But when it comes to rain, even Metal Gear Solid wasn't as ambitious as Conker's Bad Fur Day, which somehow nailed perfect reflection in its rain puddles. How? Oh, just by creating a parallel upside-down dimension of the entire level and showing it through "puddles" (aka holes in the ground).
Related: 6 Awesome Hacks That Did Mind-Blowing Things With Old Games
Making The Inventory A Tiny Pocket Dimension (Featuring Horse-Pants)
Gaming -- a place where you go to teabag strangers' corpses -- doesn't abide by many rules of etiquette. But there is one we all obey: Never, ever question where your character is keeping all of their stuff. It's totally normal when Nathan Drake pulls a bazooka out of his pocket, or that quivers in Skyrim can comfortably hold every single arrow that was, is, or will be. And there's a good reason not to question it. You really don't want to know what happens when you're "equipping" a horse.
Let's backtrack. One of the leading pioneers in MMORPGs, Ultima Online, was all about offering freedoms you couldn't get in single-player games, like killing the lead game dev or destroying the ecology of a fantasy planet. But one of the smaller, less appreciated freedoms was the ability to put your stuff wherever the hell you wanted.
The more mainstream inventory systems in games like Diablo or Resident Evil separate everything in neat slots. But Ultima Online had a huge pile of stuff hastily bundled inside a bag, even featuring overlapping items. The trick was that Ultima's inventory wasn't some system menu, but an actual location -- a tiny map with the coordinates of where all your items lived. And seeing as it all had to travel with your character, the most convenient location was ... you. You were your own backpack, so to speak.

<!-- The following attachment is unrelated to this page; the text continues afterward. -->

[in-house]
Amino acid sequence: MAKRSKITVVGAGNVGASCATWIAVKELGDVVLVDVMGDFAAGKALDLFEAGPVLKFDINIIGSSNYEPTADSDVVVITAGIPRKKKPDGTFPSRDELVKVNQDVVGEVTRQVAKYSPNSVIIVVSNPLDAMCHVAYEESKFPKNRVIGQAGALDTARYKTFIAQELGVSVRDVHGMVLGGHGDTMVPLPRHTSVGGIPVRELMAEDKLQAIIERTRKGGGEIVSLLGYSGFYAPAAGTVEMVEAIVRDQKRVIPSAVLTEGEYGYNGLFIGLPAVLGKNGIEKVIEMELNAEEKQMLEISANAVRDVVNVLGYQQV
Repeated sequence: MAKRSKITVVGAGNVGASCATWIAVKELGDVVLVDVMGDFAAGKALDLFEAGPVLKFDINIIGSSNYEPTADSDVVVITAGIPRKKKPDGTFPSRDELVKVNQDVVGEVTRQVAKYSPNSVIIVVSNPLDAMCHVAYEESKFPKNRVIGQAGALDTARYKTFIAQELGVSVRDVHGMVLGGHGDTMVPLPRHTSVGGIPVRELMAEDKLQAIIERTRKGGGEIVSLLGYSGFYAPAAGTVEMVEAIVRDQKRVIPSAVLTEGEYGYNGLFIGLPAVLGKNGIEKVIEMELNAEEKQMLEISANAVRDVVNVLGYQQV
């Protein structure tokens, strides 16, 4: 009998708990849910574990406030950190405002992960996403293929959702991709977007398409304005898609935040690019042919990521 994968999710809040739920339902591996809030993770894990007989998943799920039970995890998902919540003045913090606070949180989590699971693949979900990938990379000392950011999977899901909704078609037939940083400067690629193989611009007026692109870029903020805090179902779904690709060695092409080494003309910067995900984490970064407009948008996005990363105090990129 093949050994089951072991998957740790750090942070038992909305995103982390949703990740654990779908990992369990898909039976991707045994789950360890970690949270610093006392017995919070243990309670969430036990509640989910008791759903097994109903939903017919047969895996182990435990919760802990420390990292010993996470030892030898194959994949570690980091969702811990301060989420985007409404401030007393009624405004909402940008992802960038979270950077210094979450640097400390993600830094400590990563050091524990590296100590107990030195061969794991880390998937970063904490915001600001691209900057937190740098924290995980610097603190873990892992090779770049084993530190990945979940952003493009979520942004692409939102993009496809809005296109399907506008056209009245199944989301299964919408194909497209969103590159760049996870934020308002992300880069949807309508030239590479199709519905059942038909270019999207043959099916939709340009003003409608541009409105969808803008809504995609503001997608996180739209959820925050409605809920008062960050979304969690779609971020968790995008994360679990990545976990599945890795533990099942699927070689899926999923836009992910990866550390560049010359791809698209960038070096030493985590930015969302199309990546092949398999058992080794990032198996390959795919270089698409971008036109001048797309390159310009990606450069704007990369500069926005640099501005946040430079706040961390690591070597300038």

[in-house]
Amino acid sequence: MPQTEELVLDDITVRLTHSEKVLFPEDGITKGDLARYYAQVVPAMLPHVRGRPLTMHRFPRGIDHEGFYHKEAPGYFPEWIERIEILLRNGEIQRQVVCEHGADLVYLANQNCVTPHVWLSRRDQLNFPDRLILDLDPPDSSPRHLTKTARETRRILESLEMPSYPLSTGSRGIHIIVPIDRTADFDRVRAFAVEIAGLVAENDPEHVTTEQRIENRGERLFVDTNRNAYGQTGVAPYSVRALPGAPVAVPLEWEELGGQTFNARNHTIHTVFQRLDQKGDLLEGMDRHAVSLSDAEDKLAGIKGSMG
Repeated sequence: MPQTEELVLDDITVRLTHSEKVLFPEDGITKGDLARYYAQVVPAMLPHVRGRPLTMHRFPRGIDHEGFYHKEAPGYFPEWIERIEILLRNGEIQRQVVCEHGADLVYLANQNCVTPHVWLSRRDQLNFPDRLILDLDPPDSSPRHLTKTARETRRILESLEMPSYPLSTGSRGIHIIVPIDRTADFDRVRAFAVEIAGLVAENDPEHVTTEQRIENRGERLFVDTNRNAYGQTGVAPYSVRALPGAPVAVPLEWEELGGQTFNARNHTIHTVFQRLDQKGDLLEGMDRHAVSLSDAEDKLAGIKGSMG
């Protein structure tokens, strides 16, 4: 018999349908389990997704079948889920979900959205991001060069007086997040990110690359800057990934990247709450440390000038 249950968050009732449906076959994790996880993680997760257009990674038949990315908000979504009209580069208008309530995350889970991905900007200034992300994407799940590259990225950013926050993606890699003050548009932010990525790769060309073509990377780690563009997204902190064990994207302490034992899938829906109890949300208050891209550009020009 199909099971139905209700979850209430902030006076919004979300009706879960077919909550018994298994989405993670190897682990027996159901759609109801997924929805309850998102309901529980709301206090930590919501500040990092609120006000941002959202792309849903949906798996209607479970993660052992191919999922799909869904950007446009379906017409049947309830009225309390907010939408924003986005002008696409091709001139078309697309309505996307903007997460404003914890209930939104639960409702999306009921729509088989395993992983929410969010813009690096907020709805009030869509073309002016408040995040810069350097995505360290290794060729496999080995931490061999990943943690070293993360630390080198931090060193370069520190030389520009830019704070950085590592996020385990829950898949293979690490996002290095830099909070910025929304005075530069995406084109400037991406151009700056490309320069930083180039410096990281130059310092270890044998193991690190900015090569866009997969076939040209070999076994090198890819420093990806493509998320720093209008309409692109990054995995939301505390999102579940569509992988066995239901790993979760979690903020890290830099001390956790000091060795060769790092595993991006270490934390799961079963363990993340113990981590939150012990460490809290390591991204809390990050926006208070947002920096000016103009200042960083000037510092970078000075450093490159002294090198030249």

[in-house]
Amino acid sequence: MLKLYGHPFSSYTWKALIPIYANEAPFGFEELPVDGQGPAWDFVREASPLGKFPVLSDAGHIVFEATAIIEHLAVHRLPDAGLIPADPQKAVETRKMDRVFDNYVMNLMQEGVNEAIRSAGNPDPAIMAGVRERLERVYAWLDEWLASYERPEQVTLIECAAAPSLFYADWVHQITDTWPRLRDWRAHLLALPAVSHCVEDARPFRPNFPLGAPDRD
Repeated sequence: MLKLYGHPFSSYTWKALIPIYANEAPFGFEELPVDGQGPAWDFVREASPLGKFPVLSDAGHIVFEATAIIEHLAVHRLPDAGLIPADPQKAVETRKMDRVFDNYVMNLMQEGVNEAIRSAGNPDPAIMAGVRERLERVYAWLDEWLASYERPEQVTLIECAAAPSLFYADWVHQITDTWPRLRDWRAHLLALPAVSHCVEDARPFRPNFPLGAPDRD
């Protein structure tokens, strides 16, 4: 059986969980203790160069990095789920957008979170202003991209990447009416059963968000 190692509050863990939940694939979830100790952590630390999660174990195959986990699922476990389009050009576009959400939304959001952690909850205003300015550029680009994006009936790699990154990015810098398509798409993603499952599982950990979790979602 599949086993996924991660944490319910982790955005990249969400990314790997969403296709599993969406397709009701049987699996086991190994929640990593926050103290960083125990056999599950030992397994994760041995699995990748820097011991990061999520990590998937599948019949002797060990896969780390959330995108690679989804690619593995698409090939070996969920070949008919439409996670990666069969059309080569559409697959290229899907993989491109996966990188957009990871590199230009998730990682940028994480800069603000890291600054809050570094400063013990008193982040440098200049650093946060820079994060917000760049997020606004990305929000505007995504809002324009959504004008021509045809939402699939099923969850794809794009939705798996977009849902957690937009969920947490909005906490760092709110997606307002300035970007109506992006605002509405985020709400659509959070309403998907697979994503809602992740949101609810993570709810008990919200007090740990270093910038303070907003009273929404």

The realistic-looking, hidden-location-based inventory was a hit. That is, until the arrival of horse pants. Ultima's devs wanted to put rideable horses in the game, but having digital people realistically interact with digital animals is a pain in the ass to program, so they came up with another neat trick. When a player clicked on their steed, instead of mounting a horse, they would in fact equip pants that looked just like said horse, and gave them appropriate speed bonuses. Meanwhile, the in-game horse would be put away in their inventory, to be released whenever the player decided to dismount. That's how insane video game development is; this was the easy way.
Ah, but remember when we said the inventory was an actual place? That means any active being inside that place could interact with all of the items there. Active beings like ... horses. Freaked-out players reported items moving on their own, food being eaten, potions disappearing. Suddenly their inventories were full of tiny horse-shaped poltergeists. And when they were done horsing around, those very expensive steeds would wander beyond the bounds of the inventory map, never to be seen again.
Oh, and they would also crash the game in the process. But that's a given.